Ballomania hits Norfolk

A conversation in The Chequers pub in Wimbotsham alerted my attention to the fact that Charles Green, balloonist extraordinaire, crash-landed nearby in 1835. The landing was reported in a contemporary newspaper.[1]

Green lands balloon Wimbotsham Downham Market

Balloon launches and landings attracted vast crowds, many of them a little the worse for drink. On 21st June 1826 Green took to the skies in his balloon from the gasworks at King’s Lynn watched by 15,000 spectators, and came down at Southery, near Downham Market.[2]

But not everyone was a fan. Author Charles Dickens loathed balloons, had nightmares about them and thought ballooning and popular ‘ballomania’ absurd.[3]

Charles Green (1785–1870) was a showman balloonist. His first aeronautical ascent was from Green Park, London, on 19 July 1821 to mark the coronation of King George IV. The occasion was the first time anyone had ascended with a balloon filled with carburetted hydrogen (coal gas).[4] After this he made over 500 ascents, many of them over Norfolk. Thank goodness none of his East Anglian jaunts were quite as uncomfortable as his 1834 encounter with the River Tyne, reported with different slants on Green’s bravery or otherwise in two contemporary newspapers [5],[6]

Green was also instrumental in testing out a new invention, the aneroid barometer. On 4th September 1849 Green took to the air in his balloon from the Cavalry Barracks, Norwich, accompanied by Mr. Rush, of Elsenham Hall, Essex, “who was desirous of trying some experiments with a new instrument called an aneroid barometer invented by himself, and the first ever made on the new principle.”  The balloon came down in a field at West Newton.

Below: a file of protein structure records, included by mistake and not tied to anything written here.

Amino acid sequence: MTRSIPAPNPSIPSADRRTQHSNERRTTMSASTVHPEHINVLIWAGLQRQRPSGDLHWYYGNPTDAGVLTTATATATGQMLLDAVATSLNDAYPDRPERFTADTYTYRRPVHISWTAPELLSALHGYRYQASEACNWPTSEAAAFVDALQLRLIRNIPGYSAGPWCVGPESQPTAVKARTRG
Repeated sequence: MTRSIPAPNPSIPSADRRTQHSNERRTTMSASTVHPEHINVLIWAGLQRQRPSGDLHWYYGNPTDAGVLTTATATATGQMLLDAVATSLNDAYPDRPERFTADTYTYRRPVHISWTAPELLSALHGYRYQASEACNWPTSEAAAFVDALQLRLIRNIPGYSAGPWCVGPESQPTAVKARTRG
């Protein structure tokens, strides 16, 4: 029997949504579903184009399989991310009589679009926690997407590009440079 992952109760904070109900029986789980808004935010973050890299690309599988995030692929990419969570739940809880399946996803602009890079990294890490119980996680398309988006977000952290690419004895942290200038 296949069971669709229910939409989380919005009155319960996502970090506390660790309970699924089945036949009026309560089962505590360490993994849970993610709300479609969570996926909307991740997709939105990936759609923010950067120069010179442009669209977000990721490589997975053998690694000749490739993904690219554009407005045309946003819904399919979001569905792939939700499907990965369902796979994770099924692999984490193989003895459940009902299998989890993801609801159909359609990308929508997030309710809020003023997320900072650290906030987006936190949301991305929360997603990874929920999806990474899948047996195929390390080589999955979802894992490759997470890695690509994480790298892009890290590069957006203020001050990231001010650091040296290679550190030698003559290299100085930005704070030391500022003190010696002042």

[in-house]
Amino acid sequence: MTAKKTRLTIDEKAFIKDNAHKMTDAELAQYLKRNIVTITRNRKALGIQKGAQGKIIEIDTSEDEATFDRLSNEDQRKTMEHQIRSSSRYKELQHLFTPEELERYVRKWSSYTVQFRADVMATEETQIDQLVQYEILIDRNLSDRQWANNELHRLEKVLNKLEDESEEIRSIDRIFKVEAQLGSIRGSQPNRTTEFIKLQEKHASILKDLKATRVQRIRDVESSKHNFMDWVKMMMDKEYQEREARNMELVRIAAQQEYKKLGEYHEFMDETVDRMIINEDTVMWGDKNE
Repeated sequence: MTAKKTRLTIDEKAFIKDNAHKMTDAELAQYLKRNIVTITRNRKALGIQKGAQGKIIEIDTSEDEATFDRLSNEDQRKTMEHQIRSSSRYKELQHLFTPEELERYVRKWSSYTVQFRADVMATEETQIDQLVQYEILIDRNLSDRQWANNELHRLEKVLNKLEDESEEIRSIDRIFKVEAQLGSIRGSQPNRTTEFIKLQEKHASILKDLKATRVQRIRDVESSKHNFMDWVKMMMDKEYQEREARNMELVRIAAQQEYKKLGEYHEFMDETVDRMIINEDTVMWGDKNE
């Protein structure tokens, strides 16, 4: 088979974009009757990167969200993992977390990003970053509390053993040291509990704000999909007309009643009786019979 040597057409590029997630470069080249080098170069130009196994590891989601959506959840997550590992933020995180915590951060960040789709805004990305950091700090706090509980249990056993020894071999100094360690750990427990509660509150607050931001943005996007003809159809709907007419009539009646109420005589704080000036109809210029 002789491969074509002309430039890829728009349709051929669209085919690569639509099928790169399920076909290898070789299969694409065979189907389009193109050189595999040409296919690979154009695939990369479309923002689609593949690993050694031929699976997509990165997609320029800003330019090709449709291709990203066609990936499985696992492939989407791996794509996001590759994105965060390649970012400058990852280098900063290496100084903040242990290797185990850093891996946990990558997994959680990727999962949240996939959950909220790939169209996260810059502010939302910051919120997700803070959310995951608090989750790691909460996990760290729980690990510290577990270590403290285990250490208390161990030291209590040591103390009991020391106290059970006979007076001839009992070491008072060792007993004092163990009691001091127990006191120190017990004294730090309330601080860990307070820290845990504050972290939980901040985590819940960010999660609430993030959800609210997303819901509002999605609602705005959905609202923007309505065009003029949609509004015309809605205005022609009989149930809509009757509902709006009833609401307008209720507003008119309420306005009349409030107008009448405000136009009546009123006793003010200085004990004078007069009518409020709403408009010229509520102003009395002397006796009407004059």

Other East-Anglia-bound aeronauts were also caught up, like Green, in the showmanship of ballomania, On 27th July 1849 Lieut. Gale, R.N., “of Cremorne celebrity,” made a balloon ascent from the Cellar Gardens, Pockthorpe, Norwich, accompanied by Mr. A. W. Pashley, of Harleston, and Mr. Nevey.  “There was a second car [basket] or fake bottom attached by a rope to the balloon, and when at the altitude of about a mile this was lowered thirty or forty feet.  A rope ladder was fixed to it from a trap door in the car, and by that the gallant aeronaut descended into the lower car, from which he discharged shells and other pyrotechnics.”  The descent was made in a field near Coldham Hall.[7] How extraordinary the sight of those inflated craft and their associated fireworks must have seemed to our forbears, used only to the sight and sounds of birds in the sky.

[1] The Bury & Norwich Post, & East Anglian: Or, Suffolk, Norfolk, Essex, Cambridge, and Ely Intelligencer, Bury Saint Edmunds, Wednesday, September 23, 1835; Issue 2778. British Library Newspapers, Part II: 1800-1900

[2] Mackie, C. Norfolk Annals Vol. 1, 1801-1850 Norwich 1901 p. 257

[3] Holmes, R. Falling Upwards: How We Took to the Air London, 2013

[4] G. C. Boase, rev. Julian Lock Oxford Dictionary of National Biography

[5] The Bury & Norwich Post, & East Anglian: Or, Suffolk, Norfolk, Essex, Cambridge, and Ely Intelligencer Bury Saint Edmunds, Wednesday, November 26, 1834; pg. [1]; Issue 2735. British Library Newspapers, Part II: 1800-1900 [accessed 30th August 2017]

[6] Caledonian Mercury Edinburgh, Monday, November 17, 1834; Issue 17686. British Library Newspapers, Part I: 1800-1900 [accessed 30th August 2017]

[7] Mackie, C. Norfolk Annals Vol. 1, 1801-1850 Norwich 1901 p. 478